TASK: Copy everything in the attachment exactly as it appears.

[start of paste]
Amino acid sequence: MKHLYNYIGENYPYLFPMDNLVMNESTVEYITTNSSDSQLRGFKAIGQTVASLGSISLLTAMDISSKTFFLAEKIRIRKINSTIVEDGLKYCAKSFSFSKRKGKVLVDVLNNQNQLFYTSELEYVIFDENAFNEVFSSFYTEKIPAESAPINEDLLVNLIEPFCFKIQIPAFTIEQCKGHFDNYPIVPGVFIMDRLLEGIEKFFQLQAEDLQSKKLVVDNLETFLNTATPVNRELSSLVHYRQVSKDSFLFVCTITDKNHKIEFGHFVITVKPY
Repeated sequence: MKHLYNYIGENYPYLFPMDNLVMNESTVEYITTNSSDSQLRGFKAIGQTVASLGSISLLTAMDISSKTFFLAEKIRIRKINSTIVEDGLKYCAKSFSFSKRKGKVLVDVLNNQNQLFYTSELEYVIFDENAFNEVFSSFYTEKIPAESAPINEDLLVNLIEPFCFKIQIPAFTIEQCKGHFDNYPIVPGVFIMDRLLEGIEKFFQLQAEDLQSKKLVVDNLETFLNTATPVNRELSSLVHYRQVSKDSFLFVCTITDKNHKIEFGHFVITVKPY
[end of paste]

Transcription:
Amino acid sequence: MKHLYNYIGENYPYLFPMDNLVMNESTVEYITTNSSDSQLRGFKAIGQTVASLGSISLLTAMDISSKTFFLAEKIRIRKINSTIVEDGLKYCAKSFSFSKRKGKVLVDVLNNQNQLFYTSELEYVIFDENAFNEVFSSFYTEKIPAESAPINEDLLVNLIEPFCFKIQIPAFTIEQCKGHFDNYPIVPGVFIMDRLLEGIEKFFQLQAEDLQSKKLVVDNLETFLNTATPVNRELSSLVHYRQVSKDSFLFVCTITDKNHKIEFGHFVITVKPY
Repeated sequence: MKHLYNYIGENYPYLFPMDNLVMNESTVEYITTNSSDSQLRGFKAIGQTVASLGSISLLTAMDISSKTFFLAEKIRIRKINSTIVEDGLKYCAKSFSFSKRKGKVLVDVLNNQNQLFYTSELEYVIFDENAFNEVFSSFYTEKIPAESAPINEDLLVNLIEPFCFKIQIPAFTIEQCKGHFDNYPIVPGVFIMDRLLEGIEKFFQLQAEDLQSKKLVVDNLETFLNTATPVNRELSSLVHYRQVSKDSFLFVCTITDKNHKIEFGHFVITVKPY